Learning subtree pattern importance for Weisfeiler-Lehman based graph kernels

Dai Hai Nguyen*, Canh Hao Nguyen, Hiroshi Mamitsuka

*Corresponding author for this work

Research output: Contribution to journalArticleScientificpeer-review

5 Citations (Scopus)
15 Downloads (Pure)


Graph is an usual representation of relational data, which are ubiquitous in many domains such as molecules, biological and social networks. A popular approach to learning with graph structured data is to make use of graph kernels, which measure the similarity between graphs and are plugged into a kernel machine such as a support vector machine. Weisfeiler-Lehman (WL) based graph kernels, which employ WL labeling scheme to extract subtree patterns and perform node embedding, are demonstrated to achieve great performance while being efficiently computable. However, one of the main drawbacks of a general kernel is the decoupling of kernel construction and learning process. For molecular graphs, usual kernels such as WL subtree, based on substructures of the molecules, consider all available substructures having the same importance, which might not be suitable in practice. In this paper, we propose a method to learn the weights of subtree patterns in the framework of WWL kernels, the state of the art method for graph classification task (Togninalli et al., in: Advances in Neural Information Processing Systems, pp. 6439–6449, 2019). To overcome the computational issue on large scale data sets, we present an efficient learning algorithm and also derive a generalization gap bound to show its convergence. Finally, through experiments on synthetic and real-world data sets, we demonstrate the effectiveness of our proposed method for learning the weights of subtree patterns.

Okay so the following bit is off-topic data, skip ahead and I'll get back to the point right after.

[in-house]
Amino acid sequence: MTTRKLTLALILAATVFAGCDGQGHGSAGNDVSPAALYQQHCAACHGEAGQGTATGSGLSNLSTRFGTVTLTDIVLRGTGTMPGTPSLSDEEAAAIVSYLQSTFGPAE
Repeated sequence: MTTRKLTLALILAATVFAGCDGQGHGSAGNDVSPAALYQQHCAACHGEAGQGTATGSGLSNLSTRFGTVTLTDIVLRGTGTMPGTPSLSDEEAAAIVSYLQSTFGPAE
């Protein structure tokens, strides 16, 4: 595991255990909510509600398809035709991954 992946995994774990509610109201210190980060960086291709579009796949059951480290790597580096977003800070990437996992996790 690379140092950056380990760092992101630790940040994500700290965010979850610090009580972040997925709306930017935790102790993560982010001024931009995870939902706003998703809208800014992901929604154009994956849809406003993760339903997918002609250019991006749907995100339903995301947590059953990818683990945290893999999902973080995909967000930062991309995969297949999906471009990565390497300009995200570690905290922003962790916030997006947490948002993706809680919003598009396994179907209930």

Original languageEnglish
Pages (from-to)1585-1607
Number of pages23
JournalMachine Learning
Issue number7
Early online date13 Jun 2021
Publication statusPublished - Jul 2021
MoE publication typeA1 Journal article-refereed


  • Graph kernel
  • Optimal transport
  • Weisfeiler Lehman scheme


Dive into the research topics of 'Learning subtree pattern importance for Weisfeiler-Lehman based graph kernels'. Together they form a unique fingerprint.

Cite this